Worcester's successful basketball model could go nationwide

Worcester Wolves won a trophy at the weekend.

Worcester Wolves won a trophy at the weekend.

First published in News
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FOLLOWING Worcester Wolves' success in the British Basketball League Trophy final, the city's basketball model could soon be replicated throughout the country.

An All Party Parliamentary Group (APPG) is exploring how the sport, which recently had its national funding cut by UK Sport, could be used to address social challenges facing disadvantaged young people and promoting a healthy lifestyle and the importance of education.

The University of Worcester was invited to share the secrets of its award-winning success in developing basketball from grass roots to elite level as a centre of excellence.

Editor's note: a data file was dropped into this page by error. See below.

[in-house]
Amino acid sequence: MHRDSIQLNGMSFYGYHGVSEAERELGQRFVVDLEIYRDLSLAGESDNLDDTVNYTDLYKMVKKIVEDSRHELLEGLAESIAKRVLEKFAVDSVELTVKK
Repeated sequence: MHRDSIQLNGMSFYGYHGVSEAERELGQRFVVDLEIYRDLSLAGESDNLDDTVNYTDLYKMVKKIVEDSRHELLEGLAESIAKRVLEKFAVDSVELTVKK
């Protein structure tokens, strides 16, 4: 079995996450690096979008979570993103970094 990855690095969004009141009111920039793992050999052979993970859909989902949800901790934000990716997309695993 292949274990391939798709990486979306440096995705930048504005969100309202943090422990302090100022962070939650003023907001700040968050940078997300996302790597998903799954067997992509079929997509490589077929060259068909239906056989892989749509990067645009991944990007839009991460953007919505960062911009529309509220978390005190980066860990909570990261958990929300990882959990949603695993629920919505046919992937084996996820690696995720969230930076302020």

Mick Donovan, head of the university’s institute of sport and exercise science, who delivered the presentation to the APPG at the Houses of Parliament last week, said: “The APPG is looking into the best ways of promoting basketball and how the sport can act as a force for good in communities up and down the UK.

“Our award-winning Learning Through Sport initiative has very similar aims, so we were delighted to be able to present evidence of our success to the group.

“It was a privilege to represent the many people who have been involved in supporting our programme and to be able to highlight some of the innovative work that we do. It was a really beneficial to have the support during the presentation of Lord Richard Faulkner and our MP Robin Walker.”

Mr Donovan co-founded the university-based side Worcester Wolves in 2000 and on Sunday the team, which includes a number of university students, won the BBL Trophy for the first time following a 83-76 victory over the Glasgow Rocks.

It follows the university's wheelchair basketball side winning the inaugural University Championships and the men's team securing the BUCS (British Universities and Colleges Sport) basketball title for the fourth consecutive year.

The APPG has been set up to maximise the potential of basketball, which, according to the most recent Active People Survey (APS) is the second most played team sport in the UK, after football.

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